March 24, 2009
Interim President Anthony A. Frank


In preparing for today’s remarks, I did a bit of on-line research, rechecking my background understanding of Chavez. In taking my youngest daughter to school this morning, I asked her about Chavez and after she had finished, I concluded I didn’t need to recheck my background — I only needed to ask my 14 year-old. That’s progress.

But after I dropped her off, I listened to the NPR story on Juarez — a lack of progress where a lack of resources, a lack of education, indeed a lack of hope, have recreated the sort of cycle that that enslaves human potential and degrades all of our society.

It’s easy to listen to such seemingly recurring, intractable problems and think that poverty, ignorance, hunger will always be with us. Easy to ask, “What can we do?” Easy to become refractory.

But it’s also easy to become frustrated with such problems. Easy to become angry. Easy for them to even lead to violence as a mechanism for change.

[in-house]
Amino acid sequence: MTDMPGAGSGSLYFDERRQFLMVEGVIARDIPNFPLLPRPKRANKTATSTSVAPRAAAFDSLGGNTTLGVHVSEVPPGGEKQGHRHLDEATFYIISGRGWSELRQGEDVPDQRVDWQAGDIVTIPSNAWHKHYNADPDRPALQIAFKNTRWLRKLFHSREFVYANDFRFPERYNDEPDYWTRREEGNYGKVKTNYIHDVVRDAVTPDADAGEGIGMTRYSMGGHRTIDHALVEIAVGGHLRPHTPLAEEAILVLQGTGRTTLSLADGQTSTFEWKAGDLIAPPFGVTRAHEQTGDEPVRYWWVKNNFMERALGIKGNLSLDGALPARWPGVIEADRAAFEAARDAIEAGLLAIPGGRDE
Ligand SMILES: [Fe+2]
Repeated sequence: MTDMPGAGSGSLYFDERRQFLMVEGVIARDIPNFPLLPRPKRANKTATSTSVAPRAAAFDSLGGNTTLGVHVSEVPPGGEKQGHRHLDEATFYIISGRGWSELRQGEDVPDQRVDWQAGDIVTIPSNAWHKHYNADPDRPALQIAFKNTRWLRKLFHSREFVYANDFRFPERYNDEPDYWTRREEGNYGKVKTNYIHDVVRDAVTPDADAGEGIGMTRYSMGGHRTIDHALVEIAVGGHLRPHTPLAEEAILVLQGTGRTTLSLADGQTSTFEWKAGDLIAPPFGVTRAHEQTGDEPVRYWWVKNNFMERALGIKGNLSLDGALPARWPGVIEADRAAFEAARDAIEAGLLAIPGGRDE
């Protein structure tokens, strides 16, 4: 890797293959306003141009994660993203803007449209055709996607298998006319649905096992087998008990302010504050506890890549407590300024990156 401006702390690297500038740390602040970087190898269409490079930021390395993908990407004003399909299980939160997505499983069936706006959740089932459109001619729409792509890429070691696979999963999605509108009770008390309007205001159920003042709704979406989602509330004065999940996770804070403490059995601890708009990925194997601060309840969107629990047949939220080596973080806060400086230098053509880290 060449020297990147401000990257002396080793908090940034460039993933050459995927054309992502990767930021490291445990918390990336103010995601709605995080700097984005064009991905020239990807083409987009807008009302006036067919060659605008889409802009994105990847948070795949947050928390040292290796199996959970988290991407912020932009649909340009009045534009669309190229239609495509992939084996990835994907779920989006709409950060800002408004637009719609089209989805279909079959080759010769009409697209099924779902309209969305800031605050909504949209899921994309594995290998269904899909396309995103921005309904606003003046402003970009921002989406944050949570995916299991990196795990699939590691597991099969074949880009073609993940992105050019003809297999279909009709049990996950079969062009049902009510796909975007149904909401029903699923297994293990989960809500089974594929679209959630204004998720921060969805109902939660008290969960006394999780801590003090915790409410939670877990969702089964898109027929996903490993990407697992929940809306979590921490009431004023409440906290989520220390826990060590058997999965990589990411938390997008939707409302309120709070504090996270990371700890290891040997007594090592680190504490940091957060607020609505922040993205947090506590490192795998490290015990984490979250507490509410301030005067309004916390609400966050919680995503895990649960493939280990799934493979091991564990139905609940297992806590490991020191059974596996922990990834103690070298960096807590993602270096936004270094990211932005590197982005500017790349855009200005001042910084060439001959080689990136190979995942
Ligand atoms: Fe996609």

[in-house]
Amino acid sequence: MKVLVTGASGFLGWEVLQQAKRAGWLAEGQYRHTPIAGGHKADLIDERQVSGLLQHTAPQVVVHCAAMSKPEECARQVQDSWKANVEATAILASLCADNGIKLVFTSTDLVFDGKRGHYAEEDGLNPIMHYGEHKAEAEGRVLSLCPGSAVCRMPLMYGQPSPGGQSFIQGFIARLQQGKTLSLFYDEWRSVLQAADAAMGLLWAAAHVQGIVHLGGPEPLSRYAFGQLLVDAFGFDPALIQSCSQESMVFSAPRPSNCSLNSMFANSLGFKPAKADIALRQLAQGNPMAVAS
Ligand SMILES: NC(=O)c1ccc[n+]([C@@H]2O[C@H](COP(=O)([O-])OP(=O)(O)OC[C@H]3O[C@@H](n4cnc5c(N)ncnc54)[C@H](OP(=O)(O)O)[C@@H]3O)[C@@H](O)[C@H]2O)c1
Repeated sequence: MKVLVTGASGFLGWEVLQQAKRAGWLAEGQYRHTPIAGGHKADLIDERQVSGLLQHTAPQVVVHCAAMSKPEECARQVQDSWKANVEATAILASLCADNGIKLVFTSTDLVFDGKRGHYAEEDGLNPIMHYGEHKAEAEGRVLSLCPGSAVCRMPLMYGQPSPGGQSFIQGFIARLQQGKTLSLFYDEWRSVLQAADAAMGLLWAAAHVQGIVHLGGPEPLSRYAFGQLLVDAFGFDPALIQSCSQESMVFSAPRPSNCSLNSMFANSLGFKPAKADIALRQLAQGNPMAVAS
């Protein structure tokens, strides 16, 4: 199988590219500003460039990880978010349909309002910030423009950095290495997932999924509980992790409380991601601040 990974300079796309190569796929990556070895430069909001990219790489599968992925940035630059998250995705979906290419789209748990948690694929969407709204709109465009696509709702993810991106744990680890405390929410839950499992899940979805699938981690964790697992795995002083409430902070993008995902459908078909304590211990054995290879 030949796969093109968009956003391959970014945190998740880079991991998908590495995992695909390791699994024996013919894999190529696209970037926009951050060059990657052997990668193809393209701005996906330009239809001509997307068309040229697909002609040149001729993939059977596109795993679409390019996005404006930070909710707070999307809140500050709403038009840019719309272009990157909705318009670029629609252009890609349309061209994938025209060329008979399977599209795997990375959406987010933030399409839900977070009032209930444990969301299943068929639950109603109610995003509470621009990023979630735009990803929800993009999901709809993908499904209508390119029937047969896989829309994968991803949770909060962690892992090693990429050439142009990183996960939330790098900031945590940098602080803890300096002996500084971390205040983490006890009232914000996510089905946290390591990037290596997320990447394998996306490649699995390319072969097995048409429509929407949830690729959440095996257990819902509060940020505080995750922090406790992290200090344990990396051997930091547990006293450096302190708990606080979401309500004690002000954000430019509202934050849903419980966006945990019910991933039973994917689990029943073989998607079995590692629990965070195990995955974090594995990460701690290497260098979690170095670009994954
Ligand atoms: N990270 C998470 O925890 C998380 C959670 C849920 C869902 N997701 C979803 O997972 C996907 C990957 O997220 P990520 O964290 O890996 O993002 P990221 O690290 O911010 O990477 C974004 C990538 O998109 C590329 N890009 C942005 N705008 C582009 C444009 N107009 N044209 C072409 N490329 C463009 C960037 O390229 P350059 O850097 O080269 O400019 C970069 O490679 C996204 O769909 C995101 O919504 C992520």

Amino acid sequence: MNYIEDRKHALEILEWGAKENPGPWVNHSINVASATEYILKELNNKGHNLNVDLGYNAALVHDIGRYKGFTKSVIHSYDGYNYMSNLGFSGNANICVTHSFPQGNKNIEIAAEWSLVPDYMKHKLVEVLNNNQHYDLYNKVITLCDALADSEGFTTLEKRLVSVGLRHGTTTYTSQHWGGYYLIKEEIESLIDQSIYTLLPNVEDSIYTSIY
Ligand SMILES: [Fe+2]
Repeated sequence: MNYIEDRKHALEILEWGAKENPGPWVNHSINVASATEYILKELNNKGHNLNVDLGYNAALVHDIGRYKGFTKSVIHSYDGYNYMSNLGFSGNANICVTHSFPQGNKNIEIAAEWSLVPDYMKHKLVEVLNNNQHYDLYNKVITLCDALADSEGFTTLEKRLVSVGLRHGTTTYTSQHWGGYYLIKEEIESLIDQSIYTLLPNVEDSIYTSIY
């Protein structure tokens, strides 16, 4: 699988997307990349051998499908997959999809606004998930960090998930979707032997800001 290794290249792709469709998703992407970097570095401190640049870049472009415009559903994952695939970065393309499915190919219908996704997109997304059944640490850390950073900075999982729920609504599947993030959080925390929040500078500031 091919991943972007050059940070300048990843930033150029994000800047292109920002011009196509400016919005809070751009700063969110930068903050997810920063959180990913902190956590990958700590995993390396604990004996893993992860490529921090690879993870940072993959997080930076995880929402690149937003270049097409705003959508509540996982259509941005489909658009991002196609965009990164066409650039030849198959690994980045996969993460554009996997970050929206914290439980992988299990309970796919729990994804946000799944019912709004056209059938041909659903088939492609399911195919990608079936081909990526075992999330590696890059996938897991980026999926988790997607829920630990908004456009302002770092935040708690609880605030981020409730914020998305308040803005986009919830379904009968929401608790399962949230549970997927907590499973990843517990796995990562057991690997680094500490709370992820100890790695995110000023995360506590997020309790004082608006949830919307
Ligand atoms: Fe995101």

And not so easy to take the path that Chavez took. Rising from a child migrant worker in the great depression to the leader of a non-violent movement that became an inspiration to people worldwide, to become a leader who was unfailingly humble, humane and untiring in service to our nation’s most disenfranchised citizens. To the point where he was posthumously awarded the Presidential Medal of Freedom in 1994 — our nation’s highest civilian honor.

While many of us recall Chavez and think of the United Farm Workers, he would remind us, “The fight is never about grapes or lettuce. It is always about people.”

As so we celebrate Cesar Chavez by celebrating people — by continuing to open doors and create opportunity, by helping — together — to support those who struggle in the face of bigotry, poverty and lack of education. And we celebrate Chavez by never giving up and becoming refractory; and by not giving in to the temptations of frustration, anger and violence.

Chavez said, “You cannot uneducate the person who has learned to read. You cannot humiliate the person who feels pride. You cannot oppress the people who are not afraid anymore. We have seen the future — and the future is ours.”

The future IS ours — let us learn from Chavez’s example and help make real a future where all people are respected, valued and given the tools they need to participate fully in society.